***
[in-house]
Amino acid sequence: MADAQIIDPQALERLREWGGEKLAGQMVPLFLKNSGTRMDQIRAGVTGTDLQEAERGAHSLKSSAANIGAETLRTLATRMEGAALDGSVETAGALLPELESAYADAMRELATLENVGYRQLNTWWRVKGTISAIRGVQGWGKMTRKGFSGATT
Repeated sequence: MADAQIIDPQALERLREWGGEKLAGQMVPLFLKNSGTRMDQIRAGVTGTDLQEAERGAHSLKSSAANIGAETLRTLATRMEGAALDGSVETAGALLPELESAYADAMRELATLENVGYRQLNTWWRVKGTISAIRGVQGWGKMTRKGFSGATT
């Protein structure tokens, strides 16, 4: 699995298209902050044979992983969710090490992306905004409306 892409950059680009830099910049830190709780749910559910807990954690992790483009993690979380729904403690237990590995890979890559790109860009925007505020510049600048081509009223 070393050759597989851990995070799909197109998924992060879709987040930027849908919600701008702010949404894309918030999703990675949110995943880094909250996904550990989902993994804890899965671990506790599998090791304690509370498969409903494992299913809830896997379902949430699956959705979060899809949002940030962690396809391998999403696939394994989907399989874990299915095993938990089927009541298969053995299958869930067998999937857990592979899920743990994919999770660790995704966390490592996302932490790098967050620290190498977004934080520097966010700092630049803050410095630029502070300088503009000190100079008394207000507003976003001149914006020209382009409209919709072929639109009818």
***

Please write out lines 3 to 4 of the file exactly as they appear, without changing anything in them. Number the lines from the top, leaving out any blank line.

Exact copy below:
Repeated sequence: MADAQIIDPQALERLREWGGEKLAGQMVPLFLKNSGTRMDQIRAGVTGTDLQEAERGAHSLKSSAANIGAETLRTLATRMEGAALDGSVETAGALLPELESAYADAMRELATLENVGYRQLNTWWRVKGTISAIRGVQGWGKMTRKGFSGATT
């Protein structure tokens, strides 16, 4: 699995298209902050044979992983969710090490992306905004409306 892409950059680009830099910049830190709780749910559910807990954690992790483009993690979380729904403690237990590995890979890559790109860009925007505020510049600048081509009223 070393050759597989851990995070799909197109998924992060879709987040930027849908919600701008702010949404894309918030999703990675949110995943880094909250996904550990989902993994804890899965671990506790599998090791304690509370498969409903494992299913809830896997379902949430699956959705979060899809949002940030962690396809391998999403696939394994989907399989874990299915095993938990089927009541298969053995299958869930067998999937857990592979899920743990994919999770660790995704966390490592996302932490790098967050620290190498977004934080520097966010700092630049803050410095630029502070300088503009000190100079008394207000507003976003001149914006020209382009409209919709072929639109009818």